posted on 14 Aug 2012, 03:36 1

46. tedkord (Posts: 12304; Member since: 17 Jun 2009)


Imagine if Apple's patents were invalidated, and they were ordered to pay for an advertisement in papers saying that Samsung did not copy them.

That could never happen, right...?

posted on 14 Aug 2012, 03:44

48. Droid_X_Doug (Posts: 5993; Member since: 22 Dec 2010)


If Sammy were to prevail on a malicious prosecution litigation, one of the remedies could be for Apple to be compelled to take out ads that said that Sammy didn't copy and we were bad to file a specious lawsuit....

posted on 14 Aug 2012, 14:08

59. superguy (Posts: 293; Member since: 15 Jul 2011)


Yeah, but you're also assuming that Judge Apple Whore Koh won't tilt the jury instructions in Apple's favor.

If there were actually an impartial judge then yes, I'd be inclined to agree. However, the deck is stacked against Sammy.

Justice is not blind in Koh's courtroom.

posted on 13 Aug 2012, 22:14 8

4. QWIKSTRIKE (Posts: 1180; Member since: 09 Mar 2010)


Seems like a lot of prior art to me....

posted on 13 Aug 2012, 22:14 14

5. Savage (unregistered)


Why was Apple awarded such small patents in the first place? Bounce-back, Rubber-band? Seriously? No one buys a phone because it has bounce-back feature. These patents should be invalidated.

posted on 13 Aug 2012, 22:53 3

19. Lucas777 (Posts: 2137; Member since: 06 Jan 2011)


I disagree-- they are design patents.. not full on utility patents-- if you have a newer htc phone you will see how htc came up with their own ideas for bounce back and rubber band

whether these patents deserve monetary value could be disputed, but if the system is set up to award patents such as these, I think they should be allowed to have them

if the bounce-back feature serves no purpose, then why does samsung not eliminate it?

posted on 13 Aug 2012, 23:17 2

26. MeoCao (unregistered)


I guess bounce back feature was not granted patent then and Android could use it just as iOS is imtating notification center of Android now.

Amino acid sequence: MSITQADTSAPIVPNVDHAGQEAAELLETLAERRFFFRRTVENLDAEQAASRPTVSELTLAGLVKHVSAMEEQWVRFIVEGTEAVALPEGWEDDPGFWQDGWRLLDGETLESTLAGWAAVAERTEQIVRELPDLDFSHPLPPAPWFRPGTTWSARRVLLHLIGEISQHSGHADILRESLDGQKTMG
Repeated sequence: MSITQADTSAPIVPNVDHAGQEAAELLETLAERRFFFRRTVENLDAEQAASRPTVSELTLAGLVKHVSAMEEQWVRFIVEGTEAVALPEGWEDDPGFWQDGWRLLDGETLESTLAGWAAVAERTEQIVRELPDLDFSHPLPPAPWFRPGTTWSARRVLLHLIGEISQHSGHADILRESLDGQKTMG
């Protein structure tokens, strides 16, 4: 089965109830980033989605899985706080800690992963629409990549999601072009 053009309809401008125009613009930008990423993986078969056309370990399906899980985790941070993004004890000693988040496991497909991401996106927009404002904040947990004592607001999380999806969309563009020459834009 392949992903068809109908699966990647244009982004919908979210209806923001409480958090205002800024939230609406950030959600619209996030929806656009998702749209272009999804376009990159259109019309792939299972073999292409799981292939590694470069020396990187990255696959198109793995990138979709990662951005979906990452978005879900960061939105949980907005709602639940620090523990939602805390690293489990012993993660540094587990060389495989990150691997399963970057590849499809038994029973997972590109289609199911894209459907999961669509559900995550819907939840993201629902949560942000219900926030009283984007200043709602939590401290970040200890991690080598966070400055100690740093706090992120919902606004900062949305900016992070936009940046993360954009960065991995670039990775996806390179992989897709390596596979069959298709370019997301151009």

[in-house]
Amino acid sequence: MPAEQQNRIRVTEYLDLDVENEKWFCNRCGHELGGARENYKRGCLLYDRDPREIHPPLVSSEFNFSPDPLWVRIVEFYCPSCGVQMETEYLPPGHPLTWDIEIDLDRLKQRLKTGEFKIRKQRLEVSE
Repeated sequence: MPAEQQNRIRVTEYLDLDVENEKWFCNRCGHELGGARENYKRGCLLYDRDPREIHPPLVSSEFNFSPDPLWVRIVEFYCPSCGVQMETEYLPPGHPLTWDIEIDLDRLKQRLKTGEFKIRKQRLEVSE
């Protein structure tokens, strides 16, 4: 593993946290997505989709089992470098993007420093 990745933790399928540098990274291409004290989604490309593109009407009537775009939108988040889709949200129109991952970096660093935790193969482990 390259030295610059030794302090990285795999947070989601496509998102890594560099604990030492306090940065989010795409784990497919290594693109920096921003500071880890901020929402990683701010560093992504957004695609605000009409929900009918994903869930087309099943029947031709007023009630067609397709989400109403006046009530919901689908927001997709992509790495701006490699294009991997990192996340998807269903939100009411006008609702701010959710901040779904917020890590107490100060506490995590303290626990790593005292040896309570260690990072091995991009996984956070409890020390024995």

JB is using different effect to replace bounce back. The thing is trivial and Apple using it to sue others shows that Cuperino is running out of ideas,

posted on 13 Aug 2012, 23:42 2

35. Lucas777 (Posts: 2137; Member since: 06 Jan 2011)


i agree that it is trivial, but apple's goal as a company is to make money, and if this makes money that follows the goal…

I am not too sure what you are saying in the first part, but if google has a patent for the notification center, by all means sue apple!

posted on 14 Aug 2012, 00:43 1

40. Droid_X_Doug (Posts: 5993; Member since: 22 Dec 2010)


Google has filed an application for a utility patent on the notification function. It just has not been granted as yet. If the application is allowed to issue, the patent will pose a serious problem for Apple, which could explain Apple's present aggressiveness - get the best available position to negotiate a global cross license.

posted on 14 Aug 2012, 11:28

57. protozeloz (Posts: 5396; Member since: 16 Sep 2010)


actually if not mistaken the patent is granted lemme check back my resources

posted on 14 Aug 2012, 02:52 1

44. OSFantasma (Posts: 119; Member since: 27 Sep 2011)


I don't think they would sue, even if they have a patent. Google's business is not patent trolling. but they have em to defend themselves, and share there patents with all these great company's, e.g. SONY, SAMSUNG, HTC, Huawei, lg, etc.